Fail

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cmdshft

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Fail
« on: January 16, 2007, 09:46:05 PM »
Quote from: "dys"
Why would the amount of energy required to accelerate a constant rate grow at all, much less geometrically? Accelerating at a constant rate requires a constant amount of energy.


Right, that's why, since you trust in relativity you have to accept this, in a relativistic situation, as, say, a ship accelerates and gets closer and closer to the speed of light, it increases it's mass as well, requiring more energy to propel it?

Silly relativity, let's just throw some of it out and forget about it! :wink:

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TheEngineer

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Fail
« Reply #1 on: January 16, 2007, 09:48:47 PM »
Might as well, you RE'ers just keep making up 'how relativity works' anyway.


"I haven't been wrong since 1961, when I thought I made a mistake."
        -- Bob Hudson

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cmdshft

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dysfunction

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Re: Fail
« Reply #3 on: January 16, 2007, 10:11:39 PM »
Quote from: "Hara Taiki"
Quote from: "dys"
Why would the amount of energy required to accelerate a constant rate grow at all, much less geometrically? Accelerating at a constant rate requires a constant amount of energy.


Right, that's why, since you trust in relativity you have to accept this, in a relativistic situation, as, say, a ship accelerates and gets closer and closer to the speed of light, it increases it's mass as well, requiring more energy to propel it?


The Earth is only approaching the speed of light relative to some observers; therefore its mass is only increasing relative to some observers.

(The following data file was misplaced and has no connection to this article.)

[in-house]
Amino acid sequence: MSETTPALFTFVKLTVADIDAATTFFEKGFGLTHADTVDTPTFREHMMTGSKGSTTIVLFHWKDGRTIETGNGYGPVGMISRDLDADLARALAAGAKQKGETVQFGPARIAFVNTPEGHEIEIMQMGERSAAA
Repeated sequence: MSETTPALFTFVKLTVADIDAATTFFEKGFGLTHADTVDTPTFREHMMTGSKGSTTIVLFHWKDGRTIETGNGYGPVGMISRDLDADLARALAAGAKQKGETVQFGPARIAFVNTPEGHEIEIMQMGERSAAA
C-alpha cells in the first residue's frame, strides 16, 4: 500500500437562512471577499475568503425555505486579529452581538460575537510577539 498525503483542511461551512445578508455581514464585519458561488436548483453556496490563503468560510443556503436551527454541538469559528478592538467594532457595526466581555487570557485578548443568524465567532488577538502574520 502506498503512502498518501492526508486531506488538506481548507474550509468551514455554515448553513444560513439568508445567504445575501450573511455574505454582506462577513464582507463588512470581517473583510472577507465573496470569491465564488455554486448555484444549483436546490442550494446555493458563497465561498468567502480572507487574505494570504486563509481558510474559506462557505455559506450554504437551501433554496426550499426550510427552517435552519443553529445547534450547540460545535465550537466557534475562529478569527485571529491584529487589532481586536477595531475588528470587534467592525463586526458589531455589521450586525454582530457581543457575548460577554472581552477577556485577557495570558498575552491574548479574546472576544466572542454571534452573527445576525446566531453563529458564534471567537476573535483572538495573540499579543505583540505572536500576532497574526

the cake is a lie

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cmdshft

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« Reply #4 on: January 16, 2007, 10:45:02 PM »
No, mass does not become relative. It's a constant, and the closer it gets to appreaching c, the more it's mass increases. Mass will always be a constant.

Fail
« Reply #5 on: January 16, 2007, 11:03:27 PM »
Hara, maybe I miss-understood your last post but mass is not a constant.  Rest mass is a constant under a lorentz transformation but total mass, in the since of gamma*M(r), where M(r) is rest mass and gamma is 1/sqrt(1-(v/c)^2), where v is mag of velocity, is clearly not maintained under a lorentz transformation.  With that in mind, most physicists now a days use mass to refer only to the rest mass of an object, in which case you are correct.  The total mass, or more appropriatly the total energy, on the other hand is in no way constant under a transformation.

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cmdshft

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« Reply #6 on: January 16, 2007, 11:05:35 PM »
Can you explain how it would work (detailed if possible) with relativity?

Fail
« Reply #7 on: January 16, 2007, 11:08:08 PM »
Yea, for sure...do you want me to explain the whole mass/energy thing?  I'll type up a quick summary...

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cmdshft

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« Reply #8 on: January 16, 2007, 11:08:52 PM »
Yes please, I am very curious now.

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« Reply #9 on: January 16, 2007, 11:19:56 PM »
of course no response

Fail